Chris Caple, Emeritus Professor of Durham University’s Archaeology Department, has traced the origins of an iron helmet found in County Durham in the 1950s.
The helmet was forged between 900-1000 AD for a Viking settler. Unused in battle, all damage was inflected during its ceremonial burial.
Using metallurgical analysis of the metal decomposition and aesthetic comparison to other European medieval helmets found and described in medieval literature, the research provides “conclusive evidence” of its tenth century origins, according to the Society for Medieval Archaeology.
This makes it one of two medieval Anglo-Scandinavian helmets in existence. The other helmet was found in Haugsbygd, near Oslo, in Norway.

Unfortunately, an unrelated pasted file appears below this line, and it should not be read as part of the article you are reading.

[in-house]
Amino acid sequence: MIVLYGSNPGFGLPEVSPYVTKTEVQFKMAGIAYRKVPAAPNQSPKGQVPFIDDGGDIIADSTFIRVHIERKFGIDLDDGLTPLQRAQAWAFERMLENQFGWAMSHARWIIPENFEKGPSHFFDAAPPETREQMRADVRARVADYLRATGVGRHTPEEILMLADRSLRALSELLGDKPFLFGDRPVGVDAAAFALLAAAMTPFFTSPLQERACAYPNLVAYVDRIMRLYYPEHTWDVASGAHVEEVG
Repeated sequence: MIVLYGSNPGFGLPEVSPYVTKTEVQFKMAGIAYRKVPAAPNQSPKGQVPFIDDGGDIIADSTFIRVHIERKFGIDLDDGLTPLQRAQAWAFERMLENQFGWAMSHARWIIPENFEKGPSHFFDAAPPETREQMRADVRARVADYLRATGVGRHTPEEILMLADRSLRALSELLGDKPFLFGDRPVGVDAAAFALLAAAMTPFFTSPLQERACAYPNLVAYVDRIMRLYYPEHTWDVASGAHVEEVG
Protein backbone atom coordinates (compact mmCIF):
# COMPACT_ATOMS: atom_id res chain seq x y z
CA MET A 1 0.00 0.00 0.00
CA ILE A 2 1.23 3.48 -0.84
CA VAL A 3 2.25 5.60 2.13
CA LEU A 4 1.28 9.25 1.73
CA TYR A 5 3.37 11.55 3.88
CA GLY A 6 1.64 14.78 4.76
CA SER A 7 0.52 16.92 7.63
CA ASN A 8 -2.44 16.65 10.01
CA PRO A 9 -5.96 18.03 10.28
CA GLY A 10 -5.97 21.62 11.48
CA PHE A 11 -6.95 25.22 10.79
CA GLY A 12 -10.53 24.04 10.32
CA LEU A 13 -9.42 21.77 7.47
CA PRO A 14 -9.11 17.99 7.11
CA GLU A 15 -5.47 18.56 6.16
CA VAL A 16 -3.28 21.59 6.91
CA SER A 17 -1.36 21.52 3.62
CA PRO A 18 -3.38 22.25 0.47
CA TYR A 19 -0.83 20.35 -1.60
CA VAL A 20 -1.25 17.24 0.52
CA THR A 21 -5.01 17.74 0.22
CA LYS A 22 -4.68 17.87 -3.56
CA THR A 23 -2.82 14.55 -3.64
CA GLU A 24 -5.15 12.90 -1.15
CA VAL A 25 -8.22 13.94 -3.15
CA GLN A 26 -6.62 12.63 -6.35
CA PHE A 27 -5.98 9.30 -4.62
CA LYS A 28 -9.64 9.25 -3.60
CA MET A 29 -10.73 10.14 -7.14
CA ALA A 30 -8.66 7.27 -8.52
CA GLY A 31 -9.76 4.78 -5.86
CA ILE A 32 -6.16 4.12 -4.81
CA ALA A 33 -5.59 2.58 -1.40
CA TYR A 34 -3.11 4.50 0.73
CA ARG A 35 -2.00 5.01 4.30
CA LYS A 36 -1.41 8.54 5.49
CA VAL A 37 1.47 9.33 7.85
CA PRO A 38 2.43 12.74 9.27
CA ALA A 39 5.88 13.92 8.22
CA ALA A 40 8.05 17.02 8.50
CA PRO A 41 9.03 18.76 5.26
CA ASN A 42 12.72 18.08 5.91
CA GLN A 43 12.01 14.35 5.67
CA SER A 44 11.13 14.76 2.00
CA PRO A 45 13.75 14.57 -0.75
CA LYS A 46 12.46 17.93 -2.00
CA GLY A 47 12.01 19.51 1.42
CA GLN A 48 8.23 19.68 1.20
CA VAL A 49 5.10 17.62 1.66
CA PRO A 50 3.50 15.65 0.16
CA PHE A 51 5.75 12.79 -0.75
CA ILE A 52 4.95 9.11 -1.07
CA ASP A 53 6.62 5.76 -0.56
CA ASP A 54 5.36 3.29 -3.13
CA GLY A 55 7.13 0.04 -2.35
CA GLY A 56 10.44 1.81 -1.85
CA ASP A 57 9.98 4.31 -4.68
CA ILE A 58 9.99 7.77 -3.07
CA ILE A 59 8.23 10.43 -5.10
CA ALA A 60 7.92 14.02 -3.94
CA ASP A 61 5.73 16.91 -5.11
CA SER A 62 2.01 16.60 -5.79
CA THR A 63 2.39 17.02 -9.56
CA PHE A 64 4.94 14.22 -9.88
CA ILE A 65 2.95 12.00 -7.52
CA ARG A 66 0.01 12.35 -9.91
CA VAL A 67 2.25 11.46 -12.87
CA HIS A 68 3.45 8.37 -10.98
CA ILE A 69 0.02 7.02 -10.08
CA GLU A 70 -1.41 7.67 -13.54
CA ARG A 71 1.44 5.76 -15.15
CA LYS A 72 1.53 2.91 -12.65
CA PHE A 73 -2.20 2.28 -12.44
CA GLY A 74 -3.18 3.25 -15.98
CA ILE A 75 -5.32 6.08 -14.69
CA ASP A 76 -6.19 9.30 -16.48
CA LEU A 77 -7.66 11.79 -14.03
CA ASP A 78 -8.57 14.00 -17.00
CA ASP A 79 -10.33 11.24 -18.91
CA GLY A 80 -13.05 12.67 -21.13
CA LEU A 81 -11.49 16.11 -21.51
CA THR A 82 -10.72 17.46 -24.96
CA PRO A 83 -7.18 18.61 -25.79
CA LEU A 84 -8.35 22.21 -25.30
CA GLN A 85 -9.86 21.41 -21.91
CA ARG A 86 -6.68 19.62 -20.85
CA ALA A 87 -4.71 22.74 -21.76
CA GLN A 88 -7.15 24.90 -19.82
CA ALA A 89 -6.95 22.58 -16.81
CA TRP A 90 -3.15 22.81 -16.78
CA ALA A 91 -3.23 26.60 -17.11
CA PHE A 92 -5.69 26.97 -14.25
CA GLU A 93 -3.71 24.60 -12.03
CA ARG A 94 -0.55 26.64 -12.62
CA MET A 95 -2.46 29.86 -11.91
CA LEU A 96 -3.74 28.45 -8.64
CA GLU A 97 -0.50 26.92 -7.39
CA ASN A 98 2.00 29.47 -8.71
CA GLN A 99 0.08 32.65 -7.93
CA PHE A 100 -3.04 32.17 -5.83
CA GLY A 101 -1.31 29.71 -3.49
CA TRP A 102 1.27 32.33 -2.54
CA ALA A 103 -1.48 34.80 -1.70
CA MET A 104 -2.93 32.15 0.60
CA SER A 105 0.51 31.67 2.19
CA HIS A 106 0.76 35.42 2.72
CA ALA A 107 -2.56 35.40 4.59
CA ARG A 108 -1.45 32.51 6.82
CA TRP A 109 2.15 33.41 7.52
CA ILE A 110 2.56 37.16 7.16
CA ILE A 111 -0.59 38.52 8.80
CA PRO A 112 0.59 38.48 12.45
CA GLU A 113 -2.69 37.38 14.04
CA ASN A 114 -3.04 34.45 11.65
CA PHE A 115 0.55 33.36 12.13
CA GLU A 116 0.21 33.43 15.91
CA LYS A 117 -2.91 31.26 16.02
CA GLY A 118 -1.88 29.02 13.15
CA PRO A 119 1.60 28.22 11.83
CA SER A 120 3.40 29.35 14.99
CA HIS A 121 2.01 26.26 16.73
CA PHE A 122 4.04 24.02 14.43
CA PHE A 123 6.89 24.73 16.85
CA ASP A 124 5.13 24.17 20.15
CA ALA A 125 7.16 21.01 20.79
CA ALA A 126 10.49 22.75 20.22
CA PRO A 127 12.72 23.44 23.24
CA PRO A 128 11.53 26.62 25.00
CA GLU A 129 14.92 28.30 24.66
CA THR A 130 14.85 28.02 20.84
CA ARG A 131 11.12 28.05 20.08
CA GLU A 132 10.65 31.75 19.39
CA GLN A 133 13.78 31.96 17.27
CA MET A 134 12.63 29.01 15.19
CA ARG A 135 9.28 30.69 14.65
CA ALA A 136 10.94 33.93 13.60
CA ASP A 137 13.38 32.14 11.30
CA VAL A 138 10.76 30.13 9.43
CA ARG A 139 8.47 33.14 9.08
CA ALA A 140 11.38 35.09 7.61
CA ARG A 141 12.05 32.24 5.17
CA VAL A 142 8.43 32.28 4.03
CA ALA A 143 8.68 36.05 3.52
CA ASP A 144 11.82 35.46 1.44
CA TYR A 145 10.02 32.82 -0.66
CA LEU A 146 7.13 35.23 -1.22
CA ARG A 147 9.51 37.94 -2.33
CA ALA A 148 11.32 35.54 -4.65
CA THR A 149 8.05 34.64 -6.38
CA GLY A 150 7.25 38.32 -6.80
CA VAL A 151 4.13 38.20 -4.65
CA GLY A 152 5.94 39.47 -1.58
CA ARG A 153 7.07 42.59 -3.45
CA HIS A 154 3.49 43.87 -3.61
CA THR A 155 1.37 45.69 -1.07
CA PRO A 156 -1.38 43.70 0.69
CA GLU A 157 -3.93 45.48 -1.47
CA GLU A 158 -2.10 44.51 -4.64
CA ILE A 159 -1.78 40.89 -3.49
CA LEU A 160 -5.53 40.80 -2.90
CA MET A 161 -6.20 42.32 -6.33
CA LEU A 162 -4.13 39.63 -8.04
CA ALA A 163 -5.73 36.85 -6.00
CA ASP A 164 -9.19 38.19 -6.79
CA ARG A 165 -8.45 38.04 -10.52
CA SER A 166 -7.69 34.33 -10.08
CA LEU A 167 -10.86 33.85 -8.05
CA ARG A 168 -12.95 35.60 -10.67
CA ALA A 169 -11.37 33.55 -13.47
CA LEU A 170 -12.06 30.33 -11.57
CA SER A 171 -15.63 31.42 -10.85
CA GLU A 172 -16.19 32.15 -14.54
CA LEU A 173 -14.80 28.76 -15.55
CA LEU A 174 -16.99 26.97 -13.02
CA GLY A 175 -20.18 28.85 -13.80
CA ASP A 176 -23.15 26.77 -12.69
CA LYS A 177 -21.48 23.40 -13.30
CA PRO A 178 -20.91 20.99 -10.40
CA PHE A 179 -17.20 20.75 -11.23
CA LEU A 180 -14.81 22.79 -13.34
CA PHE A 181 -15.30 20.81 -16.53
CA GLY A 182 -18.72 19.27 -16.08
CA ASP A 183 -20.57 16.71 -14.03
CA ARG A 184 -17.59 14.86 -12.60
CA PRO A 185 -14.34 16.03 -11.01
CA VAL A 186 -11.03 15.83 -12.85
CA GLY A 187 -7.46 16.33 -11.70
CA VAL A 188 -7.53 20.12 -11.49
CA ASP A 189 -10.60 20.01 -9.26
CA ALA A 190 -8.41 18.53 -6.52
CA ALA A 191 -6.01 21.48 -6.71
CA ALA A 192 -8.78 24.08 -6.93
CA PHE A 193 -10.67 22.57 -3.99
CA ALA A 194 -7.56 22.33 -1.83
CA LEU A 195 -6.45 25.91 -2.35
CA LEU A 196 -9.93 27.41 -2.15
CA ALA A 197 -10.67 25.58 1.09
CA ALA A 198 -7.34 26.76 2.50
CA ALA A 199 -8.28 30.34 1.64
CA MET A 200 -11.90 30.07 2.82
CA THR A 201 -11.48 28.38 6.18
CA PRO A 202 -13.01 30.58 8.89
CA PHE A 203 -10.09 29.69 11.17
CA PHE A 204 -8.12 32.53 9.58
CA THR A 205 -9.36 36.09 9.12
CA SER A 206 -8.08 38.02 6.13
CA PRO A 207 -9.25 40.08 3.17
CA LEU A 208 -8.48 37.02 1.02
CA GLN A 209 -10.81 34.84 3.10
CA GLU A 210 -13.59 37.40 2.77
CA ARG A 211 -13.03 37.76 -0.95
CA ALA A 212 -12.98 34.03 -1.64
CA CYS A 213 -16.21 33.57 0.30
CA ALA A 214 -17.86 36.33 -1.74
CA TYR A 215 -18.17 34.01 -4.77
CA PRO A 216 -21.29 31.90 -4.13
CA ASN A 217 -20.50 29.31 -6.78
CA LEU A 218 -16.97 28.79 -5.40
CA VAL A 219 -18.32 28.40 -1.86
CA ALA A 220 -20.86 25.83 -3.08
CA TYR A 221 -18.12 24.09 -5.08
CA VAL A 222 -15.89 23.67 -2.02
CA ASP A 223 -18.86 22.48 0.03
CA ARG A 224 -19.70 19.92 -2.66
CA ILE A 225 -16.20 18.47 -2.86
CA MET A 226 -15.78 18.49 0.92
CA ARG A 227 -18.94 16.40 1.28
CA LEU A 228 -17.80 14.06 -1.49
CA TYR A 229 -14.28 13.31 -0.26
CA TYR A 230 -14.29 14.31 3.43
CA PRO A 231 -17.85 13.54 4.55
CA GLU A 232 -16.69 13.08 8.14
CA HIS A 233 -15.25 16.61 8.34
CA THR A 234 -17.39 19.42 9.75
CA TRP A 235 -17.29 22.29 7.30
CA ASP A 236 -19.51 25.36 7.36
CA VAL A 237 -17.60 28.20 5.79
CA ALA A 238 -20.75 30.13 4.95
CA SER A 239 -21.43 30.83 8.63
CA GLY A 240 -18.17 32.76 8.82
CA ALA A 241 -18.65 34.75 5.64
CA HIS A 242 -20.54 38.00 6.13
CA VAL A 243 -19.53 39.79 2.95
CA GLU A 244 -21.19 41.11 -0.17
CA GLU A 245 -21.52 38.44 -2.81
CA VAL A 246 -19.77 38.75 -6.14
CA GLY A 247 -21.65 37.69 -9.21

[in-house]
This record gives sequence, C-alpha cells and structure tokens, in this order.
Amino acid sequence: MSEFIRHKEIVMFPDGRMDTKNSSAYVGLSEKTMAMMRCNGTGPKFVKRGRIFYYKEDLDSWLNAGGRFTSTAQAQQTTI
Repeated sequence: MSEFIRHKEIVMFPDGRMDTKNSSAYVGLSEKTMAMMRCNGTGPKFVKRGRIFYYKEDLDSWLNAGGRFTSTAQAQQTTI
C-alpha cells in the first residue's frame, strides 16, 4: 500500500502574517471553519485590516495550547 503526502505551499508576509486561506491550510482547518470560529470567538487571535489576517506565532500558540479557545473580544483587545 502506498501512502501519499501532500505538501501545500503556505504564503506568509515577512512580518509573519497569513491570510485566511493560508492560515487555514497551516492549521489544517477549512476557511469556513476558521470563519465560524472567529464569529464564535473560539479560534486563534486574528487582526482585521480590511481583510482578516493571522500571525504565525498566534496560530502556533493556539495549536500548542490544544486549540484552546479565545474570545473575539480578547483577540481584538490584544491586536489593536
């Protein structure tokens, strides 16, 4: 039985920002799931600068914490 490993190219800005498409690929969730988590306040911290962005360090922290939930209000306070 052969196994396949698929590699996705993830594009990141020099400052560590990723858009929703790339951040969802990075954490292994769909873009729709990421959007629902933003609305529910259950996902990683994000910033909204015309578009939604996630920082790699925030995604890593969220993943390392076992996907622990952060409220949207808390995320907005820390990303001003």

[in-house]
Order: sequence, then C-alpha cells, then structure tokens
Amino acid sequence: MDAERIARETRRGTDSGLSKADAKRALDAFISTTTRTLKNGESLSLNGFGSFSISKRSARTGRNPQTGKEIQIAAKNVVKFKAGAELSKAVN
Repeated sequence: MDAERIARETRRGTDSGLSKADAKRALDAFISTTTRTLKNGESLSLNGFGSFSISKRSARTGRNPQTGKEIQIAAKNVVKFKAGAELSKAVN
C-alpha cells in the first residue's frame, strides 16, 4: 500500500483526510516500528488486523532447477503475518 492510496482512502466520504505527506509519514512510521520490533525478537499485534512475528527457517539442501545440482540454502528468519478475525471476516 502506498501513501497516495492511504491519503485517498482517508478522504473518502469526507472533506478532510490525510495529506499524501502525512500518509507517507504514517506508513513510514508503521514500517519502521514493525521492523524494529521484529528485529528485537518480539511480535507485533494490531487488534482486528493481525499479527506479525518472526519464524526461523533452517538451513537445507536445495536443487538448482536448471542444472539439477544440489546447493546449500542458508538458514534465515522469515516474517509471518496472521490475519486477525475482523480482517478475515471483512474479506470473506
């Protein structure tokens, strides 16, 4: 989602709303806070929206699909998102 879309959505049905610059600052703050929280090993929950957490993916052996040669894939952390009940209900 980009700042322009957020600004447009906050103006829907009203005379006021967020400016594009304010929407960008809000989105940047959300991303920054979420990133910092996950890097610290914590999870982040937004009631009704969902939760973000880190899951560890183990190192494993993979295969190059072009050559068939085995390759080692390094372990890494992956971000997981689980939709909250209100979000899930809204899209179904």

The iron helmet was unearthed during sewage works in Yarm, Stockton-on-Tees, in the mid twentieth century. The waterlogged conditions of the pit prevented the ‘Yarm Helmet’ from eroding completely. Burying armour became less common in the tenth century as more Viking settlers and Saxons transitioned to Christianity, making it such a rare discovery.
The Society for Medieval Archaeology stated that the discovery should “provide new insight into the military culture and practice of Anglo-Scandinavian England”.
The ‘Yarm Helmet’ is displayed in Preston Park Museum.
Image: Frank Dicksee’s (1853-1928) ‘Funeral of a Viking’ displayed in Manchester Art Gallery